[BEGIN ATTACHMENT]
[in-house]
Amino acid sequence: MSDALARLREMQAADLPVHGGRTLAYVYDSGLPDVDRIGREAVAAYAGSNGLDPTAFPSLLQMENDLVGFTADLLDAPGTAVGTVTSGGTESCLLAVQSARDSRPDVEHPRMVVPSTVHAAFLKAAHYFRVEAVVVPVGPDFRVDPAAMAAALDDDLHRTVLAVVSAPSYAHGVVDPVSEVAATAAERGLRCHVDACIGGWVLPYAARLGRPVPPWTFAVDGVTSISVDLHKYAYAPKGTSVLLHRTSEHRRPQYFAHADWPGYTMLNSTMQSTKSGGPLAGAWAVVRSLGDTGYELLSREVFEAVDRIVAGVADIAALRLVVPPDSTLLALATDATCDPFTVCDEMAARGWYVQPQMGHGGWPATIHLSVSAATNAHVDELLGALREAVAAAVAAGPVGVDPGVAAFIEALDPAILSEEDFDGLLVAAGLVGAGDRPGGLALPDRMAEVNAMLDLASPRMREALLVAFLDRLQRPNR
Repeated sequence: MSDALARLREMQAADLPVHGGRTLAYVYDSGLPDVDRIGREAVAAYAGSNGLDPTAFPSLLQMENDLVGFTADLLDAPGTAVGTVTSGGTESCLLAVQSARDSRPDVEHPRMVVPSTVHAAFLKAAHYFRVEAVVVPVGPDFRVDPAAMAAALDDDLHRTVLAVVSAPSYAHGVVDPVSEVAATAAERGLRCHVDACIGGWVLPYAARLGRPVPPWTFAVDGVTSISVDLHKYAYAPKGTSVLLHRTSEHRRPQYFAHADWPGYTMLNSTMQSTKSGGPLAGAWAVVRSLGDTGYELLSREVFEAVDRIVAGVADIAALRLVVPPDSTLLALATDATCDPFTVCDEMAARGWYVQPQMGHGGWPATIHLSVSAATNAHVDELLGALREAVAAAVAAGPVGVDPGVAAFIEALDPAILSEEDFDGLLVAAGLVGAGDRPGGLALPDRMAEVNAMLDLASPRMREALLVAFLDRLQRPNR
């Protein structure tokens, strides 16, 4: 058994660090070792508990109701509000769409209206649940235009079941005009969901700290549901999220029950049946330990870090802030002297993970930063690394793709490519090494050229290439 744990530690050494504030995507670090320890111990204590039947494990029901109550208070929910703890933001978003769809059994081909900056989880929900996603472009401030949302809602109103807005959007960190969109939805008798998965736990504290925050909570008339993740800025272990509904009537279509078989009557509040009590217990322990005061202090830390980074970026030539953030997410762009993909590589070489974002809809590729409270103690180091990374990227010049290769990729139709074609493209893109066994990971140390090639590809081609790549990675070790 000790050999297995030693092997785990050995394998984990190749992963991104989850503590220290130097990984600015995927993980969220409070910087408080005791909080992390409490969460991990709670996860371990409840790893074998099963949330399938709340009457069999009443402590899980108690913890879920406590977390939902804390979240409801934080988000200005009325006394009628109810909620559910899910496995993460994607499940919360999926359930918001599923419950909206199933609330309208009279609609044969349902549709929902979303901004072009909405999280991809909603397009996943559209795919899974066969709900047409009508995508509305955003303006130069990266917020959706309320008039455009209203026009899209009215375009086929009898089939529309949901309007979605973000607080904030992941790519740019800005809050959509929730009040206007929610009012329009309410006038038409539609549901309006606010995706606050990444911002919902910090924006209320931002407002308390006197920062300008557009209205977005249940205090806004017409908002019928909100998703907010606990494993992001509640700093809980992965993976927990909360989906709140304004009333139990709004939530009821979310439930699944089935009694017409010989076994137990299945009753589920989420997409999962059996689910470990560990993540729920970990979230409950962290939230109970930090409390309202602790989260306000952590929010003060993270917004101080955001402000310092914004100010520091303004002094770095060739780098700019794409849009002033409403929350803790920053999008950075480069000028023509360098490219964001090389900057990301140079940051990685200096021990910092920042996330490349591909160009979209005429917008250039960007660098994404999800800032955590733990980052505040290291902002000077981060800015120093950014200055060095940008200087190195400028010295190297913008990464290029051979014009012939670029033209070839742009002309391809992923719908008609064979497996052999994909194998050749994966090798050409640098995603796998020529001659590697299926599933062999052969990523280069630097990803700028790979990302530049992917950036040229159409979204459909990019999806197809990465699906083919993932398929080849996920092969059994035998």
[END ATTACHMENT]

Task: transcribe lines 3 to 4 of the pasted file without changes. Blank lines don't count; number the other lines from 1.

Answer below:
Repeated sequence: MSDALARLREMQAADLPVHGGRTLAYVYDSGLPDVDRIGREAVAAYAGSNGLDPTAFPSLLQMENDLVGFTADLLDAPGTAVGTVTSGGTESCLLAVQSARDSRPDVEHPRMVVPSTVHAAFLKAAHYFRVEAVVVPVGPDFRVDPAAMAAALDDDLHRTVLAVVSAPSYAHGVVDPVSEVAATAAERGLRCHVDACIGGWVLPYAARLGRPVPPWTFAVDGVTSISVDLHKYAYAPKGTSVLLHRTSEHRRPQYFAHADWPGYTMLNSTMQSTKSGGPLAGAWAVVRSLGDTGYELLSREVFEAVDRIVAGVADIAALRLVVPPDSTLLALATDATCDPFTVCDEMAARGWYVQPQMGHGGWPATIHLSVSAATNAHVDELLGALREAVAAAVAAGPVGVDPGVAAFIEALDPAILSEEDFDGLLVAAGLVGAGDRPGGLALPDRMAEVNAMLDLASPRMREALLVAFLDRLQRPNR
């Protein structure tokens, strides 16, 4: 058994660090070792508990109701509000769409209206649940235009079941005009969901700290549901999220029950049946330990870090802030002297993970930063690394793709490519090494050229290439 744990530690050494504030995507670090320890111990204590039947494990029901109550208070929910703890933001978003769809059994081909900056989880929900996603472009401030949302809602109103807005959007960190969109939805008798998965736990504290925050909570008339993740800025272990509904009537279509078989009557509040009590217990322990005061202090830390980074970026030539953030997410762009993909590589070489974002809809590729409270103690180091990374990227010049290769990729139709074609493209893109066994990971140390090639590809081609790549990675070790 000790050999297995030693092997785990050995394998984990190749992963991104989850503590220290130097990984600015995927993980969220409070910087408080005791909080992390409490969460991990709670996860371990409840790893074998099963949330399938709340009457069999009443402590899980108690913890879920406590977390939902804390979240409801934080988000200005009325006394009628109810909620559910899910496995993460994607499940919360999926359930918001599923419950909206199933609330309208009279609609044969349902549709929902979303901004072009909405999280991809909603397009996943559209795919899974066969709900047409009508995508509305955003303006130069990266917020959706309320008039455009209203026009899209009215375009086929009898089939529309949901309007979605973000607080904030992941790519740019800005809050959509929730009040206007929610009012329009309410006038038409539609549901309006606010995706606050990444911002919902910090924006209320931002407002308390006197920062300008557009209205977005249940205090806004017409908002019928909100998703907010606990494993992001509640700093809980992965993976927990909360989906709140304004009333139990709004939530009821979310439930699944089935009694017409010989076994137990299945009753589920989420997409999962059996689910470990560990993540729920970990979230409950962290939230109970930090409390309202602790989260306000952590929010003060993270917004101080955001402000310092914004100010520091303004002094770095060739780098700019794409849009002033409403929350803790920053999008950075480069000028023509360098490219964001090389900057990301140079940051990685200096021990910092920042996330490349591909160009979209005429917008250039960007660098994404999800800032955590733990980052505040290291902002000077981060800015120093950014200055060095940008200087190195400028010295190297913008990464290029051979014009012939670029033209070839742009002309391809992923719908008609064979497996052999994909194998050749994966090798050409640098995603796998020529001659590697299926599933062999052969990523280069630097990803700028790979990302530049992917950036040229159409979204459909990019999806197809990465699906083919993932398929080849996920092969059994035998």